Every town and berg should claim some air or cable space for a Community TV channel. We have several, 5 or 6. They will train and then loan camera's for your own news or whatever. Or use their studio to program local events and items of interest. Spreading the word to the community. I Tunes has a good bit of radio stations. It's boiled down to 5 corporations owning 95% of the media, print, radio, air and cable. All sharing the same agenda to keep it that way. Like Claire says: Oh, we got both kinds. We got country *and* western. Education depravation maintaining diversions perpetuating profits in Dysfunction Junction. Skolnick had it right.
When the FCC cops aren't raiding and pillaging. Pirate "Freak" Radio is a good source. They are a logistical vs right to "public" airwaves. Off the commercial grid. Low frequency and short wave systems to inform the people too. As we're supposed to be protected by free speech and a free press, Not jailed and the equipment confiscated.
The Wrecking Crew, on How Conservatives Rule
Democracy Now Interview: Thomas Frank
“Fantastic misgovernment of the kind we have seen is not an accident, nor is it the work of a few bad individuals. It is the consequence of triumph by a particular philosophy of government, by a movement that understands the liberal state as a perversion and considers the market the ideal nexus of human society. This movement is friendly to industry not just by force of campaign contributions but by conviction.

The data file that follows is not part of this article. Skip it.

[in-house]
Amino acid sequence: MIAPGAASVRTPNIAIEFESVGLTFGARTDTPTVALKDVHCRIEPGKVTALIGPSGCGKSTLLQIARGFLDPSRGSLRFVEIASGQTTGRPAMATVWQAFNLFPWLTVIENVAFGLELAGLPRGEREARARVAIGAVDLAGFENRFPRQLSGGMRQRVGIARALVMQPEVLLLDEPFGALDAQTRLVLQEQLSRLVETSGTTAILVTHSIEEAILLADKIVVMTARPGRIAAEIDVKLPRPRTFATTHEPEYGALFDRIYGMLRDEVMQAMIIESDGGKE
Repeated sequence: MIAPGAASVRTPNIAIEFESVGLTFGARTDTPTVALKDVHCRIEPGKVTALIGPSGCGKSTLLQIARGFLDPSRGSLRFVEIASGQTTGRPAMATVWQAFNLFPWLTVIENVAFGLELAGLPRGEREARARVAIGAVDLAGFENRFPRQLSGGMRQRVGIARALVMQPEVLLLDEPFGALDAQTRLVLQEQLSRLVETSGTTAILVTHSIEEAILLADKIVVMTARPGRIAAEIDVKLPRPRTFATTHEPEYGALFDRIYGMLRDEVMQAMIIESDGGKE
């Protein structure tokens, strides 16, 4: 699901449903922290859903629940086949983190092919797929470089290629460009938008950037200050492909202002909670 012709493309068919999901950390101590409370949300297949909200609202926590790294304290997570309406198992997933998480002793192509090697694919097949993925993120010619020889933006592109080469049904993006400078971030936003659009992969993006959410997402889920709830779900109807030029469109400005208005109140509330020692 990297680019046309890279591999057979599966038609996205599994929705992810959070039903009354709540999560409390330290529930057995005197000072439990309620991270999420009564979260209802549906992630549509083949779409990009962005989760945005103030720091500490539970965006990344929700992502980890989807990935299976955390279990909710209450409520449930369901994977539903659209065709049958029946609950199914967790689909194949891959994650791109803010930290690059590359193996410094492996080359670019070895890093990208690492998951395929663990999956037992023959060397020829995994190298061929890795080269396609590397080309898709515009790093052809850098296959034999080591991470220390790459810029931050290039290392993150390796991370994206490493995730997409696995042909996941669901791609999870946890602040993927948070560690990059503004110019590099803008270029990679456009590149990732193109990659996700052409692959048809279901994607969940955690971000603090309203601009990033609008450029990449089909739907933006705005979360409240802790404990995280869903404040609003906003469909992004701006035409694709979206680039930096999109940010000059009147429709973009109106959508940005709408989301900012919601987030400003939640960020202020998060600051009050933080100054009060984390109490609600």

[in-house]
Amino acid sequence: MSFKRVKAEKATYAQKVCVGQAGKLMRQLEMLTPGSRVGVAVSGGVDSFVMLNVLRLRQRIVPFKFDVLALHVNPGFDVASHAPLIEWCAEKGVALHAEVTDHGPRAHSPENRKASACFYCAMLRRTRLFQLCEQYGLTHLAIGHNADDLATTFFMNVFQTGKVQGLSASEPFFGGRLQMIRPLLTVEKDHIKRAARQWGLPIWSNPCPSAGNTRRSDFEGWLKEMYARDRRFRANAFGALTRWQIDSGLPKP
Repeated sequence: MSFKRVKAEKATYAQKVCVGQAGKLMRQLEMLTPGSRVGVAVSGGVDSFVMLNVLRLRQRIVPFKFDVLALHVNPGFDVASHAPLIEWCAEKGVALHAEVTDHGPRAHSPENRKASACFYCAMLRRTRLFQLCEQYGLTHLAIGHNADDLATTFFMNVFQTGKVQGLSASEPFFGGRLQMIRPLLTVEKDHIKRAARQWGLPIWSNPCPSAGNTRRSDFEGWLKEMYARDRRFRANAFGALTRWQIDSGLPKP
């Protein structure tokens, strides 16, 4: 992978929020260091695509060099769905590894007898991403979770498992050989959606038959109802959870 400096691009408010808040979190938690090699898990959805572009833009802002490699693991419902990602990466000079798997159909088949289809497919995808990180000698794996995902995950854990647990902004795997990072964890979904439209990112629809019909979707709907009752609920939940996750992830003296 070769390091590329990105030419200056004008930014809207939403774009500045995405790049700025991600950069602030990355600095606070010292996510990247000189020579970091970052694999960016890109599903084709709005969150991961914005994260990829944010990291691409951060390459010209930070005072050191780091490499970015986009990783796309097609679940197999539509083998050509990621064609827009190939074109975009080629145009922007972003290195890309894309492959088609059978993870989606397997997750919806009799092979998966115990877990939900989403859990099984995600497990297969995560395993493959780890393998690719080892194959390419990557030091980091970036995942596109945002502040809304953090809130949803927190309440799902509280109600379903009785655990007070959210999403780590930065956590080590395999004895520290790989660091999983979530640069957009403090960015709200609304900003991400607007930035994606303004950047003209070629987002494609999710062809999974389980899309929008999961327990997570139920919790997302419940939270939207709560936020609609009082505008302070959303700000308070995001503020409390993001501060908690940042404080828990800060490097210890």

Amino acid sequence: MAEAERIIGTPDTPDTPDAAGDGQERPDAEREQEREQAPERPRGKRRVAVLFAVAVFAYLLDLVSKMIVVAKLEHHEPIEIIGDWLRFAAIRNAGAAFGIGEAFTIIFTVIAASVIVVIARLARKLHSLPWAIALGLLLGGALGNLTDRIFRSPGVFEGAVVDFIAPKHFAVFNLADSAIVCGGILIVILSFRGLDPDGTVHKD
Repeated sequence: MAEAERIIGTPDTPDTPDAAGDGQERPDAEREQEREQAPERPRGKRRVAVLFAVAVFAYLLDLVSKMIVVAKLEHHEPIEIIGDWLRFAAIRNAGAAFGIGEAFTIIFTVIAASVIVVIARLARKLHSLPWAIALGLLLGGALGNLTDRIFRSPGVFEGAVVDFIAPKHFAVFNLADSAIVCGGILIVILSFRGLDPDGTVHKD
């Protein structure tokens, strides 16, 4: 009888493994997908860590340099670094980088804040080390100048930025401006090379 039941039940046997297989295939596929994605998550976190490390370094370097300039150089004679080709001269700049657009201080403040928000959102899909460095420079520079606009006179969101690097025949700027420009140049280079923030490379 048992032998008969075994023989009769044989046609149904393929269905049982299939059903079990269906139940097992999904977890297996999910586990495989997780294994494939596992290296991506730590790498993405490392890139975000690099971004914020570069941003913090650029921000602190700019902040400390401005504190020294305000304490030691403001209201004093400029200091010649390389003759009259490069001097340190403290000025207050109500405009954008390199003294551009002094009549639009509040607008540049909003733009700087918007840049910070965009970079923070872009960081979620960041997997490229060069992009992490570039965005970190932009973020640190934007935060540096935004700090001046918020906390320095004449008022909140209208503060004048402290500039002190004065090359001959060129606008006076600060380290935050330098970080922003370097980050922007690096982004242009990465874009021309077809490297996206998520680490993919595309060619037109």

In 1983, 50 corporations controlled the vast majority of all news media in the U.S. At the time, Ben Bagdikian was called "alarmist" for pointing this out in his book, The Media Monopoly. In his 4th edition, published in 1992, he wrote "in the U.S., fewer than two dozen of these extraordinary creatures own and operate 90% of the mass media" -- controlling almost all of America's newspapers, magazines, TV and radio stations, books, records, movies, videos, wire services and photo agencies. He predicted then that eventually this number would fall to about half a dozen companies. This was greeted with skepticism at the time. When the 6th edition of The Media Monopoly was published in 2000, the number had fallen to six. Since then, there have been more mergers and the scope has expanded to include new media like the Internet market. More than 1 in 4 Internet users in the U.S. now log in with AOL Time-Warner, the world's largest media corporation.
In 2004, Bagdikian's revised and expanded book, The New Media Monopoly, shows that only 5 huge corporations -- Time Warner, Disney, Murdoch's News Corporation, Bertelsmann of Germany, and Viacom (formerly CBS) -- now control most of the media industry in the U.S. General Electric's NBC is a close sixth.